After his first kill of the new season, he falls asleep while driving and crashes, and the resultant short-term memory loss causes him to forget where the body is;[11] he eventually retraces his steps and disposes of the body. After retired Special Agent Frank Lundy is murdered, Dexter begins his pursuit of the so-called "Trinity Killer", who has been committing ritualistic murders across the country for 30 years.[11] Dexter becomes determined to find and execute the killer before the police find him. He is shocked to discover that "Trinity" is actually Arthur Mitchell, a family man who is widely respected in the community, much like Dexter himself. Dexter takes on the alias Kyle Butler and begins to insinuate himself into Mitchell's personal life, in an effort to learn how he balances his family responsibilities with his secret life as a serial killer. To that end, Dexter repeatedly puts off murdering Mitchell, thwarts police efforts to apprehend him, and even saves his life when Mitchell attempts suicide. Dexter soon realizes that he misjudged Mitchell, however; after spending time with the Mitchell family, he learns that his would-be mentor is an abusive tyrant whose family is terrified of him. Chastened by this realization, Dexter thinks he may be able to silence the Dark Passenger permanently, and so makes arrangements for Rita and him to take a belated honeymoon. Staying behind, he sends Rita ahead and, as the cops are near to catching Mitchell (who is poised to start a new cycle of murders) Dexter finally kills him as he tries to skip town. Upon returning home, Dexter is devastated to find his wife lying dead in the bathtub, with Harrison on the floor in a pool of his mother's blood; she was Trinity's final victim. Dexter ultimately blames himself for her death, and worries that watching his mother die will traumatize Harrison into becoming like him.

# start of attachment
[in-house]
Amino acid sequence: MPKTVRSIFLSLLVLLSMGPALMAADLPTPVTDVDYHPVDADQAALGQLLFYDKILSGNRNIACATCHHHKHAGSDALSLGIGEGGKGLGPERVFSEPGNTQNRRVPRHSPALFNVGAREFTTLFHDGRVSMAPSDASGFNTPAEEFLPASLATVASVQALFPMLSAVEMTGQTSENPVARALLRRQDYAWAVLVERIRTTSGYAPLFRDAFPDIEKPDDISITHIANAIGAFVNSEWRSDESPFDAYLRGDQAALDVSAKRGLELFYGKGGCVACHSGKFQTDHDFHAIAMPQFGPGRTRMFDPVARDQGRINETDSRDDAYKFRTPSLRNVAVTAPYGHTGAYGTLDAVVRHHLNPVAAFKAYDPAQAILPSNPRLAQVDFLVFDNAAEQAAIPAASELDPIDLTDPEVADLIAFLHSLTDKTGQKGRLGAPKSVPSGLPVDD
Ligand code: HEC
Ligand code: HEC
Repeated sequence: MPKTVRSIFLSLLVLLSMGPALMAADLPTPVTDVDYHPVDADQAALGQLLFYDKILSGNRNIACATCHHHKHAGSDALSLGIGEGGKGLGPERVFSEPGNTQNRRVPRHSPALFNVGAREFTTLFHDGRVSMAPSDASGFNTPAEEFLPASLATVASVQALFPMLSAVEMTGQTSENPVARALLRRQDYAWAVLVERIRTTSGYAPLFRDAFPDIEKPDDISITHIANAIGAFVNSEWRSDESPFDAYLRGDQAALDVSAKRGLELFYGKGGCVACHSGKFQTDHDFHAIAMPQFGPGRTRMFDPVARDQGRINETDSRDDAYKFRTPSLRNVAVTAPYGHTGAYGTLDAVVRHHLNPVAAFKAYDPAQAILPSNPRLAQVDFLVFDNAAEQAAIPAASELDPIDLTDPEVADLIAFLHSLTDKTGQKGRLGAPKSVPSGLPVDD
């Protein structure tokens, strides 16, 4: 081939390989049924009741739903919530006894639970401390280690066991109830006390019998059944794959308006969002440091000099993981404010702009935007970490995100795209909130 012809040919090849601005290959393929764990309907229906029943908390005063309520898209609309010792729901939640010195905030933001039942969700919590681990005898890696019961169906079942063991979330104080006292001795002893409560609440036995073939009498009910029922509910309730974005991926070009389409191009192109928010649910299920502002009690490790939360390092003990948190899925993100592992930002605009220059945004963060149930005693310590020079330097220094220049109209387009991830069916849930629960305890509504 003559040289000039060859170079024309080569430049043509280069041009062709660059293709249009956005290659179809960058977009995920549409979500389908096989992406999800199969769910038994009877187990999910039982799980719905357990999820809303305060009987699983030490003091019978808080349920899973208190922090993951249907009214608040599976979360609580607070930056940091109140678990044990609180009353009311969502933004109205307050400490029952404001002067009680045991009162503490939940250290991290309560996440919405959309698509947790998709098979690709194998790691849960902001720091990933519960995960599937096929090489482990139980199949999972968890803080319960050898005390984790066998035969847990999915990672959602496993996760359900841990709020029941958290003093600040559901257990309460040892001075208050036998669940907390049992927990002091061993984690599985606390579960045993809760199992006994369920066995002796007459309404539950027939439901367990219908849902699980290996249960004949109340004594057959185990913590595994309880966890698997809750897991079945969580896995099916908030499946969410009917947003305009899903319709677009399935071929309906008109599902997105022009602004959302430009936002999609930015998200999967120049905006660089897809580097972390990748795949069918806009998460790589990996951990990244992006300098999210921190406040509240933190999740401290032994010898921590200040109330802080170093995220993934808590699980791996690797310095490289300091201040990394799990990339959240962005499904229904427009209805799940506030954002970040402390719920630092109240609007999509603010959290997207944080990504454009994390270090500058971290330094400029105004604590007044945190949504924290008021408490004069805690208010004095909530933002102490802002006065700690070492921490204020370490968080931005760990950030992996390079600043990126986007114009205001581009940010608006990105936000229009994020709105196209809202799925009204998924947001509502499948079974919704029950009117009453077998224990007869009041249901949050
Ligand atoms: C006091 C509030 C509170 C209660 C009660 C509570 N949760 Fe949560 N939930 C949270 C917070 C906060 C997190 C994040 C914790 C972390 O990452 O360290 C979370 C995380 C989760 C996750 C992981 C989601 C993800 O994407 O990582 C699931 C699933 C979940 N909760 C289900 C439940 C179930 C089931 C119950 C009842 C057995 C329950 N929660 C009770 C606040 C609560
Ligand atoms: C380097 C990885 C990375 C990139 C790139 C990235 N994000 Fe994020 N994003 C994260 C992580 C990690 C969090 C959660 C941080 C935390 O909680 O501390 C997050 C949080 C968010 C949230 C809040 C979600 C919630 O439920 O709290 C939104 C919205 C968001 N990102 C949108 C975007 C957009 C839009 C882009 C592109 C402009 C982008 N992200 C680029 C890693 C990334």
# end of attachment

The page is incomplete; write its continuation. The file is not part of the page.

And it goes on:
Harry was right. I thought I could change what I am, keep my family safe. But it doesn't matter what I do, what I choose... I'm what's wrong. This is... fate